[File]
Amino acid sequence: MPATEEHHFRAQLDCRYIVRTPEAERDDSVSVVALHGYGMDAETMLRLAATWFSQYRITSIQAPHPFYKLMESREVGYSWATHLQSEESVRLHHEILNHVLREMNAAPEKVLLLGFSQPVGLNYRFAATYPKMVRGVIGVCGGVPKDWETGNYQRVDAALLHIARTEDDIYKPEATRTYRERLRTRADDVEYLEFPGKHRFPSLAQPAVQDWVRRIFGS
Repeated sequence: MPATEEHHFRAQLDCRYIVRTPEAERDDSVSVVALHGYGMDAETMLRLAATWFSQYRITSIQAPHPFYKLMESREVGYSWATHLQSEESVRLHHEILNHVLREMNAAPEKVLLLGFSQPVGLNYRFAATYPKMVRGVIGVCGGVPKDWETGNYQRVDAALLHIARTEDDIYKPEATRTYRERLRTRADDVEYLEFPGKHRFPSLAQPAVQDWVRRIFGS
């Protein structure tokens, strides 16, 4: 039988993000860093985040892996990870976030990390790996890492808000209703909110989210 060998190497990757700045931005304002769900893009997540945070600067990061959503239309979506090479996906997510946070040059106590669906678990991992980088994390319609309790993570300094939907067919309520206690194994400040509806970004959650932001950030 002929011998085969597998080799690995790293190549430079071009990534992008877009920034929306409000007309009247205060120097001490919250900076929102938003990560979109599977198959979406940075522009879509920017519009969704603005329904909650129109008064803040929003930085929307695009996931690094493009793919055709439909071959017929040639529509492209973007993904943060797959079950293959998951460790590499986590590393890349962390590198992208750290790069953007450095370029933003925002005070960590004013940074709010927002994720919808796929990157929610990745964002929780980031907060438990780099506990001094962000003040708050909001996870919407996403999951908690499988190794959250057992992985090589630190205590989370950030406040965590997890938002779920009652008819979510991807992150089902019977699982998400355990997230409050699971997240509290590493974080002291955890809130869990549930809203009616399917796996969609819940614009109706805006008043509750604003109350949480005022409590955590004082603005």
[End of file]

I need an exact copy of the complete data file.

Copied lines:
Amino acid sequence: MPATEEHHFRAQLDCRYIVRTPEAERDDSVSVVALHGYGMDAETMLRLAATWFSQYRITSIQAPHPFYKLMESREVGYSWATHLQSEESVRLHHEILNHVLREMNAAPEKVLLLGFSQPVGLNYRFAATYPKMVRGVIGVCGGVPKDWETGNYQRVDAALLHIARTEDDIYKPEATRTYRERLRTRADDVEYLEFPGKHRFPSLAQPAVQDWVRRIFGS
Repeated sequence: MPATEEHHFRAQLDCRYIVRTPEAERDDSVSVVALHGYGMDAETMLRLAATWFSQYRITSIQAPHPFYKLMESREVGYSWATHLQSEESVRLHHEILNHVLREMNAAPEKVLLLGFSQPVGLNYRFAATYPKMVRGVIGVCGGVPKDWETGNYQRVDAALLHIARTEDDIYKPEATRTYRERLRTRADDVEYLEFPGKHRFPSLAQPAVQDWVRRIFGS
């Protein structure tokens, strides 16, 4: 039988993000860093985040892996990870976030990390790996890492808000209703909110989210 060998190497990757700045931005304002769900893009997540945070600067990061959503239309979506090479996906997510946070040059106590669906678990991992980088994390319609309790993570300094939907067919309520206690194994400040509806970004959650932001950030 002929011998085969597998080799690995790293190549430079071009990534992008877009920034929306409000007309009247205060120097001490919250900076929102938003990560979109599977198959979406940075522009879509920017519009969704603005329904909650129109008064803040929003930085929307695009996931690094493009793919055709439909071959017929040639529509492209973007993904943060797959079950293959998951460790590499986590590393890349962390590198992208750290790069953007450095370029933003925002005070960590004013940074709010927002994720919808796929990157929610990745964002929780980031907060438990780099506990001094962000003040708050909001996870919407996403999951908690499988190794959250057992992985090589630190205590989370950030406040965590997890938002779920009652008819979510991807992150089902019977699982998400355990997230409050699971997240509290590493974080002291955890809130869990549930809203009616399917796996969609819940614009109706805006008043509750604003109350949480005022409590955590004082603005």